Massively parallel, computationally guided design of a proenzyme

Brahm J. Yachnin, Laura R. Azouz, Ralph E. White, Conceição A.S.A. Minetti, David P. Remeta, Victor M. Tan, Justin M. Drake, Sagar D. Khare

Research output: Contribution to journalArticlepeer-review

6 Scopus citations


Confining the activity of a designed protein to a specific microenvironment would have broad-ranging applications, such as enabling cell type-specific therapeutic action by enzymes while avoiding off-target effects.While many natural enzymes are synthesized as inactive zymogens that can be activated by proteolysis, it has been challenging to redesign any chosen enzyme to be similarly stimulus responsive. Here, we develop a massively parallel computational design, screening, and next-generation sequencing-based approach for proenzyme design. For a model system, we employ carboxypeptidase G2 (CPG2), a clinically approved enzyme that has applications in both the treatment of cancer and controlling drug toxicity. Detailed kinetic characterization of the most effectively designed variants shows that they are inhibited by ∼80% compared to the unmodified protein, and their activity is fully restored following incubation with site-specific proteases. Introducing disulfide bonds between the pro- and catalytic domains based on the design models increases the degree of inhibition to 98% but decreases the degree of restoration of activity by proteolysis. A selected disulfide-containing proenzyme exhibits significantly lower activity relative to the fully activated enzyme when evaluated in cell culture. Structural and thermodynamic characterization provides detailed insights into the prodomain binding and inhibition mechanisms.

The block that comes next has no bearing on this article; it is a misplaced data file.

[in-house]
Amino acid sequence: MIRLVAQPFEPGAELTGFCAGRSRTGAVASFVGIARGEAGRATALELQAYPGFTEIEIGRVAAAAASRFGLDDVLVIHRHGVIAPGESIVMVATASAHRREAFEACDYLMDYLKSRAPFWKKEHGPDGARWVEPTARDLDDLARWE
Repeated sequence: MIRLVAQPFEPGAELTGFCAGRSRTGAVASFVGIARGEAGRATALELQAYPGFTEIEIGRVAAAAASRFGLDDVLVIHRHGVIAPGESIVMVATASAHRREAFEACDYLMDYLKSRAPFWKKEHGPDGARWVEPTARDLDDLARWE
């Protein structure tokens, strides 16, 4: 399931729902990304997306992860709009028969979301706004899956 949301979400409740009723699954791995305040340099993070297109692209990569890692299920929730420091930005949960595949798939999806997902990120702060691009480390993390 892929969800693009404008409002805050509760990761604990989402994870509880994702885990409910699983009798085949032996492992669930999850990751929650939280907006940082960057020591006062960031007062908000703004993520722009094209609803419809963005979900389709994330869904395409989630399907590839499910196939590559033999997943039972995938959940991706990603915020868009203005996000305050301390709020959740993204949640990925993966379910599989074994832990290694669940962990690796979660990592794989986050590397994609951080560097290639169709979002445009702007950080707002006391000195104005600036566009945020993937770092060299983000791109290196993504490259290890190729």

Original languageEnglish (US)
Article numbere2116097119
JournalProceedings of the National Academy of Sciences of the United States of America
Issue number15
StatePublished - Apr 12 2022

Bibliographical note

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© 2022 National Academy of Sciences. All rights reserved.


  • Rosetta
  • carboxypeptidase G2
  • proenzyme design
  • protein design
  • zymogens


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